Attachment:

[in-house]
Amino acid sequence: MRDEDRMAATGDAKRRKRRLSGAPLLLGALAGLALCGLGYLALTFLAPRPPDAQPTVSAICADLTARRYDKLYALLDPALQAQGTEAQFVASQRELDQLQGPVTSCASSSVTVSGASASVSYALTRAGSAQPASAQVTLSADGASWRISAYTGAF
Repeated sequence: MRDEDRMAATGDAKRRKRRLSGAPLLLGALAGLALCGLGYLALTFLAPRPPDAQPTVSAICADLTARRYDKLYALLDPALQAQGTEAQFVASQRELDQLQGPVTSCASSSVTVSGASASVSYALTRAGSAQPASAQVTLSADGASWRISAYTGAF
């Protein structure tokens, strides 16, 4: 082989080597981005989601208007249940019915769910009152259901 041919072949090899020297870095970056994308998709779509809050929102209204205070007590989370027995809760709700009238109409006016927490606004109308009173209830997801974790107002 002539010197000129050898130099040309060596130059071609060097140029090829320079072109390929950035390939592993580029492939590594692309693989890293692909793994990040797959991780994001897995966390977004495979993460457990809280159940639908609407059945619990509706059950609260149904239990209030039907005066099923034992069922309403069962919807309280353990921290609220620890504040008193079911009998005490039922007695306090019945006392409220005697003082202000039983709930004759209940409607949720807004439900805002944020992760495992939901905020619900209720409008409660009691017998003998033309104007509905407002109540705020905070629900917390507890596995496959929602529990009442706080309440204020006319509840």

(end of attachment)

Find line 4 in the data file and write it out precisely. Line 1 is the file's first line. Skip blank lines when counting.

């Protein structure tokens, strides 16, 4: 082989080597981005989601208007249940019915769910009152259901 041919072949090899020297870095970056994308998709779509809050929102209204205070007590989370027995809760709700009238109409006016927490606004109308009173209830997801974790107002 002539010197000129050898130099040309060596130059071609060097140029090829320079072109390929950035390939592993580029492939590594692309693989890293692909793994990040797959991780994001897995966390977004495979993460457990809280159940639908609407059945619990509706059950609260149904239990209030039907005066099923034992069922309403069962919807309280353990921290609220620890504040008193079911009998005490039922007695306090019945006392409220005697003082202000039983709930004759209940409607949720807004439900805002944020992760495992939901905020619900209720409008409660009691017998003998033309104007509905407002109540705020905070629900917390507890596995496959929602529990009442706080309440204020006319509840």